Plenty of humans do plenty of things, including paid work, without understanding what they are doing. I suppose that could be called a form of artificial intelligence. Pay them and feed them and they'll keep up those activities. But when people do things without understanding (I am pretty sure some of my math teachers fell into that category), danger lurks.
The Google Car that drives itself around San Francisco (just like Science Fiction!) just demonstrates that driving a Porsche proves little about your intelligence capabilities. Robot auto-driving was a difficult problem for human engineers to solve. They were able to solve it because they understood a whole lotta stuff. Particle Filters, which involve probability techniques combined with sensory feedback to map and navigate an environment, are a cool part of the solution. If I say "I understand now: I have been walking through a structure, and to get to the kitchen I just turn left at the Picasso reproduction," I may be using the word understand in a way that compares well with what we call the AI capabilities of the Google Car. Still, I don't think the Car meets my criteria for machine understanding. The car might even translate from French to English for its human cargo, but I still classify it as dumb as a brick.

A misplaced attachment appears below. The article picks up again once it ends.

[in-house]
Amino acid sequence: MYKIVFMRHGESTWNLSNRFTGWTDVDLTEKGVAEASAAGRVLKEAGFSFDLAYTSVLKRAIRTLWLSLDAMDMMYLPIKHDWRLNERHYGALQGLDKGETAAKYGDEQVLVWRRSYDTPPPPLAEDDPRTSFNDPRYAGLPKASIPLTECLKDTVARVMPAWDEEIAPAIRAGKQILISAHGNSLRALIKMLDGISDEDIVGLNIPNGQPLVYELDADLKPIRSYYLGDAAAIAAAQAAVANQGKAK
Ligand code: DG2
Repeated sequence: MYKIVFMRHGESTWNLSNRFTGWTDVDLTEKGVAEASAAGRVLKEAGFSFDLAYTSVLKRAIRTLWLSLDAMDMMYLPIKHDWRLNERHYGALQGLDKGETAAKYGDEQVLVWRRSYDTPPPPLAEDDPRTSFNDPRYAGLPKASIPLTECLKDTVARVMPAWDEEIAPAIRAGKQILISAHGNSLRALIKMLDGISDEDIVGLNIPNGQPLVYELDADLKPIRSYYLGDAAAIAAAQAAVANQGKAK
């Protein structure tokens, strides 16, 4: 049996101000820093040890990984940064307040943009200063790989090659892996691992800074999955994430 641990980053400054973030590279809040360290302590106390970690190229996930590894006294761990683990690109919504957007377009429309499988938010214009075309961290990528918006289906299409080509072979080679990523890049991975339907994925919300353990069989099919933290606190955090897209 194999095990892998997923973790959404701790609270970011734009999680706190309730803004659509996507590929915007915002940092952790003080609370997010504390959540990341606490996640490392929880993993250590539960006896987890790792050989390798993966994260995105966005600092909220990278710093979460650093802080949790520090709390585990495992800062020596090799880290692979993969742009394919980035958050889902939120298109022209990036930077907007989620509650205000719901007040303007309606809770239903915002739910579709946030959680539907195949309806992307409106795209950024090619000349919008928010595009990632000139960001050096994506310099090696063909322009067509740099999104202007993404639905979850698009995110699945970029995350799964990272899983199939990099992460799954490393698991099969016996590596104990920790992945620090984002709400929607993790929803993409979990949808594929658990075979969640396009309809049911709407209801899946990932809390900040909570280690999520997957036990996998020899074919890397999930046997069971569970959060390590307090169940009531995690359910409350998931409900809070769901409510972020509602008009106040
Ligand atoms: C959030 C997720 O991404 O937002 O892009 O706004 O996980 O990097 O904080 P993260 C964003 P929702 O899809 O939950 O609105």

Hurray! Despite my advancing age, lack of a PhD., less than brilliant business model, and tendency to be interested in too many different things to be successful in this age of specialization, no one seems to have gotten to the essence of how humans understand, and are aware of, the world and themselves.